The number one spot of the 2016 Top Ten Medical Innovations goes to the scientists, physicians and public health officials who are developing safe, efficient and effective vaccines faster than ever to prevent disease epidemics. These efforts were given new urgency by the 2014 Ebola epidemic in Africa and of bacterial meningococcal (Meningococcal B) outbreaks in the United States. In both cases, physicians, scientists, companies and government agencies innovated with unprecedented speed to move new vaccines from laboratories to clinical testing in large populations.
“The rapid scientific response to recent epidemics indicates that we’ve achieved new level of sophistication in the area of vaccine development,” says Steven Gordon, MD, chair of the Department of Infectious Disease at Cleveland Clinic. “It was a global effort involving thousands of people, aided by information technology and instant communication.”
Ebola went epidemic for the first time in 2014. More than 10,000 people died in Sierra Leone, Guinea and Liberia. Reported case mortality rates were 70-90%. The disease spreads through direct contact with an infected person's bodily fluids. Caregivers, family members, and burial parties were struck down. The World Health Organization declared it a public health emergency of international concern.
The most promising Ebola vaccine was developed in only 12 months. It isolates a surface protein from the Ebola virus and places it inside a harmless cattle virus for delivery into the host. The Ebola fragment is too small to trigger an infection, but it retains enough of the full virus’s genetic identity to flip the immune switch and flood the bloodstream with antibodies. A Phase III trial of the vaccine involving 4,000 people who’d had direct exposure to the Ebola virus showed 100% protection after 10 days. If this vaccine should be proven impracticable for some heretofore -unknown reason, there are at least five other candidates in other phases of testing, ready to take its place. No Ebola vaccine has yet been licensed for use in humans, but Cleveland Clinic experts estimate that a safe and effective vaccine should be available by 2016.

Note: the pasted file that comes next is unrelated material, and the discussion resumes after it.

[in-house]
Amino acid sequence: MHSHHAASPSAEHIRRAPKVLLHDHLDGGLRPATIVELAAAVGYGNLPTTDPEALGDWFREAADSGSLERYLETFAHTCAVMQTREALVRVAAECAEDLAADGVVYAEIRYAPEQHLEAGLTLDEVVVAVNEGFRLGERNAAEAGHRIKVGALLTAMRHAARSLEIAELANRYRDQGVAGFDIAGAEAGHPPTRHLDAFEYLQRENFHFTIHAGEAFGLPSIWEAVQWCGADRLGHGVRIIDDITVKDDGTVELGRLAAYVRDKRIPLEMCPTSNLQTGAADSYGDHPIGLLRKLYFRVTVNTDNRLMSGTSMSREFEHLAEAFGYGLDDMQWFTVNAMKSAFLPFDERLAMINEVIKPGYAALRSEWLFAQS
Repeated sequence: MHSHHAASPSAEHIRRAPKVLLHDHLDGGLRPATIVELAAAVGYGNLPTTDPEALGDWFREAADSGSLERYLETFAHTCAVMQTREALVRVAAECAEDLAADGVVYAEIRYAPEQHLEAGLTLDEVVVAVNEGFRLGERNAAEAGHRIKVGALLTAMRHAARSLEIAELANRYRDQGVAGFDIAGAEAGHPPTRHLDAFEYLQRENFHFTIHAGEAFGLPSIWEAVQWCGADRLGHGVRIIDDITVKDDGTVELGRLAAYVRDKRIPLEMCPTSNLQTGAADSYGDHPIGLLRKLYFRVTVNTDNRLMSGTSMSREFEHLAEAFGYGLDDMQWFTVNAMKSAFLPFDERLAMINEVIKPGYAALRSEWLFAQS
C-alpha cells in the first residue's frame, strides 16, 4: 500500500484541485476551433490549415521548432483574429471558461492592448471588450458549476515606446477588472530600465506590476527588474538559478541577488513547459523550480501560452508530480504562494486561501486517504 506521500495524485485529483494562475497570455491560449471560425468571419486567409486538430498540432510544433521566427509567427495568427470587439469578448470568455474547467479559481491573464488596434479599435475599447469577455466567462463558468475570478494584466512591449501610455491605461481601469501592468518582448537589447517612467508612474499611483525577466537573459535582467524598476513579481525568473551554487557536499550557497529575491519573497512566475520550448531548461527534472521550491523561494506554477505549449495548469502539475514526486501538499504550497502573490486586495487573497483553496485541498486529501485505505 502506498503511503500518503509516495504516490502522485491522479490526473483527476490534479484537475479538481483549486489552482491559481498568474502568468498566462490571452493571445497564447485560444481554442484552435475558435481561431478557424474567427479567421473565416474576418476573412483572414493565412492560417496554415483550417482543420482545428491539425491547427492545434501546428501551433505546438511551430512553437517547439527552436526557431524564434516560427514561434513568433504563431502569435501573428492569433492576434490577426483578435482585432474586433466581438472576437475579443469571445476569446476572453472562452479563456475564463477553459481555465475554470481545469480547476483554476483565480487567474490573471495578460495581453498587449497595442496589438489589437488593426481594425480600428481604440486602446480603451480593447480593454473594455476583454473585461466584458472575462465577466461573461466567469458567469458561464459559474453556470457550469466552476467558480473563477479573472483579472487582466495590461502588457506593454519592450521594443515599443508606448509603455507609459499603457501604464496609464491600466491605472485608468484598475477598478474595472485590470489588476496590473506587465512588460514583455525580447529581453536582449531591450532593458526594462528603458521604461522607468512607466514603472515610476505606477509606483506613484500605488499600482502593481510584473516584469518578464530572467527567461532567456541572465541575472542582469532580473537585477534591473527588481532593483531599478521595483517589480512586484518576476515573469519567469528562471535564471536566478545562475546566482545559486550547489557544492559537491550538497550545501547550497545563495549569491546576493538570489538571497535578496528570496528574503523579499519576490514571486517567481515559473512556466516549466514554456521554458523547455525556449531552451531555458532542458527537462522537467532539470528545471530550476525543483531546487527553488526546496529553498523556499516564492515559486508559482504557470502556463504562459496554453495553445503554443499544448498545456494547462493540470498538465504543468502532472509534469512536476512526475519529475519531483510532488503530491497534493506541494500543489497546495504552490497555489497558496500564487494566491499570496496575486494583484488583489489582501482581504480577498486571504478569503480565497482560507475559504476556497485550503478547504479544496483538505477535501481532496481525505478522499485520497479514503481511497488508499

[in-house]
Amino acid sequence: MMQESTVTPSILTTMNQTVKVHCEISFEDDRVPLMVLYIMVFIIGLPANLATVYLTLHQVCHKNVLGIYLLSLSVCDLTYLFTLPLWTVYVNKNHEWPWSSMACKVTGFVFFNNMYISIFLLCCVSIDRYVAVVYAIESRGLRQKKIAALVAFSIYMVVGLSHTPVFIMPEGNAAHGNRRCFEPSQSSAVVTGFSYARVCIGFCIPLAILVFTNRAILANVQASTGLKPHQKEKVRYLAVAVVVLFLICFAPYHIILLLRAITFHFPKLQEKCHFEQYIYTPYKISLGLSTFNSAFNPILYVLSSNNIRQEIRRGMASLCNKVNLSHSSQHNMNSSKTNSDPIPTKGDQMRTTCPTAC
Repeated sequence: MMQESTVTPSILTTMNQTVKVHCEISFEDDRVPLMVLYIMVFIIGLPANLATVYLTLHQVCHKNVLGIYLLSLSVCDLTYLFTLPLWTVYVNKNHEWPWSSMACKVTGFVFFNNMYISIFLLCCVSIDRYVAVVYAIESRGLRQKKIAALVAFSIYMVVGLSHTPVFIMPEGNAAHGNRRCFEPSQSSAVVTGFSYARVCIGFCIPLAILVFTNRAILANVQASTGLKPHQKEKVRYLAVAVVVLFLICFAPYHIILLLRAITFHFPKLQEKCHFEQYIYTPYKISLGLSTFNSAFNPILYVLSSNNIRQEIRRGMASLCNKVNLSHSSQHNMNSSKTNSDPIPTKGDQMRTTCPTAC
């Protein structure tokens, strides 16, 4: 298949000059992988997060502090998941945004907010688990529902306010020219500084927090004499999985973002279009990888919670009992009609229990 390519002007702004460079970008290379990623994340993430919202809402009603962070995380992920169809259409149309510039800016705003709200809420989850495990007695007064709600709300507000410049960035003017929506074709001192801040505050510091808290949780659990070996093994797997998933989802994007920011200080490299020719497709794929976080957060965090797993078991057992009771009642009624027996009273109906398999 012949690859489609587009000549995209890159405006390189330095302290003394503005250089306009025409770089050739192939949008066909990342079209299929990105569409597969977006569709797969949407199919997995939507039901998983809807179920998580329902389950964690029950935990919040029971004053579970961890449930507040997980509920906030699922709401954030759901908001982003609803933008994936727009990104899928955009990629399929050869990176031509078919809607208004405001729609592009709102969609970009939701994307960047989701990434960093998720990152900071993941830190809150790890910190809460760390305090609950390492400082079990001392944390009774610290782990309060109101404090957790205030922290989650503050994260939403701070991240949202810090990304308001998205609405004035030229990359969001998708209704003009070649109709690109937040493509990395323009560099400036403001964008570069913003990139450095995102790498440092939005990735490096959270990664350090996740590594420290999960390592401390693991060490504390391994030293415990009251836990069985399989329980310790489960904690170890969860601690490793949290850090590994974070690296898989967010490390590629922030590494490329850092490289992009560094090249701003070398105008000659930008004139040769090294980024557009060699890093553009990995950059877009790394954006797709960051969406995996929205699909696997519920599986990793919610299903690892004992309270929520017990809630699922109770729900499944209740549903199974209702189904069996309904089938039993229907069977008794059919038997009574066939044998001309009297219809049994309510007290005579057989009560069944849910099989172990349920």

Two effective vaccines for Meningococcal B received “breakthrough” designation from the Food and Drug Administration in 2014. Meningococcal B is an aggressive disease spread by airborne particles. It is highly contagious and can lead to death within 24 hours. Ten percent of cases are fatal, and others lead to loss of limbs, and sensory or neurological deficits. Outbreaks of meningitis can take place in schools, colleges, prisons, and other close-quarter environments. While there are vaccines to prevent other forms of meningococcal, up until recently, there have been none for Meningococcal B.
Outbreaks at two American universities (one on the east coast and one on the west coast) fueled the race to bring an effective meningitis B drug to market in 2014. Thousands of students at both universities were successfully vaccinated in clinical studies. Today, the Meningococcal B vaccines are available to all.
Where Are They Now
Two vaccines for Meningococcal B are FDA approved and have been circulating in several countries for some time - a three-dose series approved in October 2014 and a two-dose series approved in January 2015. Efforts regarding vaccination solutions for the Zika virus have ramped up in the past year, with a novel Zika vaccine entering phase II human trials. An oral vaccination for rotovirus is also in development, with positive results from a phase III trial released in early 2017.